-
-
- Hey, we can all dream you know...
-
-
- 2. Kernel Configuration
-
- Here I describe the general steps of getting a kernel up and working
- with the eql driver. From patching, building, to installing.
-
-
- 2.1. Patching The Kernel
-
- If you do not have or cannot get a copy of the kernel with the eql
- driver folded into it, get your copy of the driver from
- ftp://slaughter.ncm.com/pub/Linux/LOAD_BALANCING/eql-1.1.tar.gz.
- Unpack this archive someplace obvious like /usr/local/src/. It will
- create the following files:
-
-
-
- ______________________________________________________________________
- -rw-r--r-- guru/ncm 198 Jan 19 18:53 1995 eql-1.1/NO-WARRANTY
- -rw-r--r-- guru/ncm 30620 Feb 27 21:40 1995 eql-1.1/eql-1.1.patch
- -rwxr-xr-x guru/ncm 16111 Jan 12 22:29 1995 eql-1.1/eql_enslave
- -rw-r--r-- guru/ncm 2195 Jan 10 21:48 1995 eql-1.1/eql_enslave.c
- ______________________________________________________________________
-
- Unpack a recent kernel (something after 1.1.92) someplace convenient
- like say /usr/src/linux-1.1.92.eql. Use symbolic links to point
- /usr/src/linux to this development directory.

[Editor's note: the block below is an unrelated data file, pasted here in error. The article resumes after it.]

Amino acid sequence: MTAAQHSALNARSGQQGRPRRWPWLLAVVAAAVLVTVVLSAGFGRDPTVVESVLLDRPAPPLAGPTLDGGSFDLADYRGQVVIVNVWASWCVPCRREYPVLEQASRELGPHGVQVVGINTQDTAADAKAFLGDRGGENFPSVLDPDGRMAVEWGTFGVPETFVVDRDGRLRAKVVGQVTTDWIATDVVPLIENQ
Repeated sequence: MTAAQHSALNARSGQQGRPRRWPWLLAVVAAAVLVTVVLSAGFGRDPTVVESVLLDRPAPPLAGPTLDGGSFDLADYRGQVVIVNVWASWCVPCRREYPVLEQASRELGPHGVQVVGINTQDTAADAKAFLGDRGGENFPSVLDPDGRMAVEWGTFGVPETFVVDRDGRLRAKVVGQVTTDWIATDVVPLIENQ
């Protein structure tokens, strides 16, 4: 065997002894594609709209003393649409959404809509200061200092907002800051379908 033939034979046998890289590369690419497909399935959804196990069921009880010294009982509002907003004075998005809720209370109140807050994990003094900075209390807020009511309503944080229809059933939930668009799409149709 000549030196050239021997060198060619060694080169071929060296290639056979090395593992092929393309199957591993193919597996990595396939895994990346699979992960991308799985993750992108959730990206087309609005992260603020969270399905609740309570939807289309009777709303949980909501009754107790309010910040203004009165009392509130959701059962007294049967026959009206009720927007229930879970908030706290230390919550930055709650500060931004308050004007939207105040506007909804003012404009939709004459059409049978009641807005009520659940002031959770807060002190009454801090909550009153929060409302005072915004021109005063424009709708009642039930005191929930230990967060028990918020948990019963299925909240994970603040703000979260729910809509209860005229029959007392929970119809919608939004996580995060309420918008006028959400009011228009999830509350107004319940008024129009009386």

-
-
- Apply the patch by running the commands:
-
-
- ______________________________________________________________________
- cd /usr/src
- patch </usr/local/src/eql-1.1/eql-1.1.patch
- ______________________________________________________________________
-
-
-
-
-
- 2.2. Building The Kernel
-
- After patching the kernel, run make config and configure the kernel
- for your hardware.
-
-
- After configuration, make and install according to your habit.
-
-
- 3. Network Configuration
-
- So far, I have only used the eql device with the DSLIP SLIP connection
- manager by Matt Dillon (-- "The man who sold his soul to code so much
- so quickly."--) . How you configure it for other "connection"
- managers is up to you. Most other connection managers that I've seen
- don't do a very good job when it comes to handling more than one